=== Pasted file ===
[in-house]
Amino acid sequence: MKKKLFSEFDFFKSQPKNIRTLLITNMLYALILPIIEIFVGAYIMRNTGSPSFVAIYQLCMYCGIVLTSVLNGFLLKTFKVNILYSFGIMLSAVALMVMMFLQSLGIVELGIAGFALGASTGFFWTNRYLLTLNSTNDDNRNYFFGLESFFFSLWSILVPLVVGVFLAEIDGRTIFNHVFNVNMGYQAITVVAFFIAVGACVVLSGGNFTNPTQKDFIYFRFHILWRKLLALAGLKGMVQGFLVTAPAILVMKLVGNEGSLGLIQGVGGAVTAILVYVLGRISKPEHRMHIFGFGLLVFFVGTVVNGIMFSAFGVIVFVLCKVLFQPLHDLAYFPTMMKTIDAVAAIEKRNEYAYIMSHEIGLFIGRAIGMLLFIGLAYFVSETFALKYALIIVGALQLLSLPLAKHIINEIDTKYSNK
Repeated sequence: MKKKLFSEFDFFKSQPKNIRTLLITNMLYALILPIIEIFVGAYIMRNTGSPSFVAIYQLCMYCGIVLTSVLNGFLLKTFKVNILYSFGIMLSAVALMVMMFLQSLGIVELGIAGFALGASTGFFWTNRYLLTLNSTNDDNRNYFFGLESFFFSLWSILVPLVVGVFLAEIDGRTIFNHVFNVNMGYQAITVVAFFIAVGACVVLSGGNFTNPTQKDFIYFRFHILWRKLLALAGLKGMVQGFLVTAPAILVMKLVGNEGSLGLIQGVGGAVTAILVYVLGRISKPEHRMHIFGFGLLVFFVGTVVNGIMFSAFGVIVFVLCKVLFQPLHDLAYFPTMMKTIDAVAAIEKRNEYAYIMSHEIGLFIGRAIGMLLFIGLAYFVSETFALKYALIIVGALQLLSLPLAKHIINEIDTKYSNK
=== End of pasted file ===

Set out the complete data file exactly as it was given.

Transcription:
[in-house]
Amino acid sequence: MKKKLFSEFDFFKSQPKNIRTLLITNMLYALILPIIEIFVGAYIMRNTGSPSFVAIYQLCMYCGIVLTSVLNGFLLKTFKVNILYSFGIMLSAVALMVMMFLQSLGIVELGIAGFALGASTGFFWTNRYLLTLNSTNDDNRNYFFGLESFFFSLWSILVPLVVGVFLAEIDGRTIFNHVFNVNMGYQAITVVAFFIAVGACVVLSGGNFTNPTQKDFIYFRFHILWRKLLALAGLKGMVQGFLVTAPAILVMKLVGNEGSLGLIQGVGGAVTAILVYVLGRISKPEHRMHIFGFGLLVFFVGTVVNGIMFSAFGVIVFVLCKVLFQPLHDLAYFPTMMKTIDAVAAIEKRNEYAYIMSHEIGLFIGRAIGMLLFIGLAYFVSETFALKYALIIVGALQLLSLPLAKHIINEIDTKYSNK
Repeated sequence: MKKKLFSEFDFFKSQPKNIRTLLITNMLYALILPIIEIFVGAYIMRNTGSPSFVAIYQLCMYCGIVLTSVLNGFLLKTFKVNILYSFGIMLSAVALMVMMFLQSLGIVELGIAGFALGASTGFFWTNRYLLTLNSTNDDNRNYFFGLESFFFSLWSILVPLVVGVFLAEIDGRTIFNHVFNVNMGYQAITVVAFFIAVGACVVLSGGNFTNPTQKDFIYFRFHILWRKLLALAGLKGMVQGFLVTAPAILVMKLVGNEGSLGLIQGVGGAVTAILVYVLGRISKPEHRMHIFGFGLLVFFVGTVVNGIMFSAFGVIVFVLCKVLFQPLHDLAYFPTMMKTIDAVAAIEKRNEYAYIMSHEIGLFIGRAIGMLLFIGLAYFVSETFALKYALIIVGALQLLSLPLAKHIINEIDTKYSNK